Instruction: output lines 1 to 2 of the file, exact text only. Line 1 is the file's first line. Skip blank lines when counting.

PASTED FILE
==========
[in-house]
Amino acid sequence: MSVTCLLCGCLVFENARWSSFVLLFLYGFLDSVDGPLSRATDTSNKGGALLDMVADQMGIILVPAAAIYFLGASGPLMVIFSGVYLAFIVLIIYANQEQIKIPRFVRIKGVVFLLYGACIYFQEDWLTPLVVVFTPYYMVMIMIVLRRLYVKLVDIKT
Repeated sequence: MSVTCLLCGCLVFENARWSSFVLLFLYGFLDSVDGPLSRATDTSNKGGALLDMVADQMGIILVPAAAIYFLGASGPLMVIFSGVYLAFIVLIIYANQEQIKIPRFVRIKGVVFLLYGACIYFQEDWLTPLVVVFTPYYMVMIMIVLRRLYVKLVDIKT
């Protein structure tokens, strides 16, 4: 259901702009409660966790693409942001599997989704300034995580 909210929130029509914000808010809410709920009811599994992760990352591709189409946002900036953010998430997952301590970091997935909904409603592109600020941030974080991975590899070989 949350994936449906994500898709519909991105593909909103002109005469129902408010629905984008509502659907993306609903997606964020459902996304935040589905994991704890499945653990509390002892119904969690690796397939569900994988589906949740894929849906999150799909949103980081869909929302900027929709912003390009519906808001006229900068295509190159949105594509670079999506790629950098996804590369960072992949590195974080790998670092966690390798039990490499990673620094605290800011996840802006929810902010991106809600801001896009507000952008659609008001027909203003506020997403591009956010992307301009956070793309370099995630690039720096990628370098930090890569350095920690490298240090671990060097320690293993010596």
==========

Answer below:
[in-house]
Amino acid sequence: MSVTCLLCGCLVFENARWSSFVLLFLYGFLDSVDGPLSRATDTSNKGGALLDMVADQMGIILVPAAAIYFLGASGPLMVIFSGVYLAFIVLIIYANQEQIKIPRFVRIKGVVFLLYGACIYFQEDWLTPLVVVFTPYYMVMIMIVLRRLYVKLVDIKT